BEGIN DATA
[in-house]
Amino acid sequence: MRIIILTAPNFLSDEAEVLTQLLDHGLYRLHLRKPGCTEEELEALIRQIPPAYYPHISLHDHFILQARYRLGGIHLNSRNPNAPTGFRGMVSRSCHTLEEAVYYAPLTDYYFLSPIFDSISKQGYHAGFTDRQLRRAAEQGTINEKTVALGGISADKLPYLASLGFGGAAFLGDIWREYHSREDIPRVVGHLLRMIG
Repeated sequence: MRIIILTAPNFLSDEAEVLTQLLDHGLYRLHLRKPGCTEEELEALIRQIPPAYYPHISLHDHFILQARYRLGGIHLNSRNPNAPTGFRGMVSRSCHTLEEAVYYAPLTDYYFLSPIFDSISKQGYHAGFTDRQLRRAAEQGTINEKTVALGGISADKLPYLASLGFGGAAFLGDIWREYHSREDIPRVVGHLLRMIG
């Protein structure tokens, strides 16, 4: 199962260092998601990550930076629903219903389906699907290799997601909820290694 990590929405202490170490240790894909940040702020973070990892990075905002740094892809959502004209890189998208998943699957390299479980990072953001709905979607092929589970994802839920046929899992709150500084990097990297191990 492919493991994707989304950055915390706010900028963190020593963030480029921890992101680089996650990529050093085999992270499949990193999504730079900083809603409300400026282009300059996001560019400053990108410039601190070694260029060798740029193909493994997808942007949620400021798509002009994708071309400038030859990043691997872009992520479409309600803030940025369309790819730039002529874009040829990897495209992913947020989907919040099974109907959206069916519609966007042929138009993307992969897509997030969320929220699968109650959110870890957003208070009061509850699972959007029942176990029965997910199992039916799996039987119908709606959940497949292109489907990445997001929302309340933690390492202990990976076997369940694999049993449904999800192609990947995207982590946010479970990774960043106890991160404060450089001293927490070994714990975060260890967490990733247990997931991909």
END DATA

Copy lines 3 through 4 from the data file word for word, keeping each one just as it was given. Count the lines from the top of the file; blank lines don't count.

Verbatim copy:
Repeated sequence: MRIIILTAPNFLSDEAEVLTQLLDHGLYRLHLRKPGCTEEELEALIRQIPPAYYPHISLHDHFILQARYRLGGIHLNSRNPNAPTGFRGMVSRSCHTLEEAVYYAPLTDYYFLSPIFDSISKQGYHAGFTDRQLRRAAEQGTINEKTVALGGISADKLPYLASLGFGGAAFLGDIWREYHSREDIPRVVGHLLRMIG
């Protein structure tokens, strides 16, 4: 199962260092998601990550930076629903219903389906699907290799997601909820290694 990590929405202490170490240790894909940040702020973070990892990075905002740094892809959502004209890189998208998943699957390299479980990072953001709905979607092929589970994802839920046929899992709150500084990097990297191990 492919493991994707989304950055915390706010900028963190020593963030480029921890992101680089996650990529050093085999992270499949990193999504730079900083809603409300400026282009300059996001560019400053990108410039601190070694260029060798740029193909493994997808942007949620400021798509002009994708071309400038030859990043691997872009992520479409309600803030940025369309790819730039002529874009040829990897495209992913947020989907919040099974109907959206069916519609966007042929138009993307992969897509997030969320929220699968109650959110870890957003208070009061509850699972959007029942176990029965997910199992039916799996039987119908709606959940497949292109489907990445997001929302309340933690390492202990990976076997369940694999049993449904999800192609990947995207982590946010479970990774960043106890991160404060450089001293927490070994714990975060260890967490990733247990997931991909």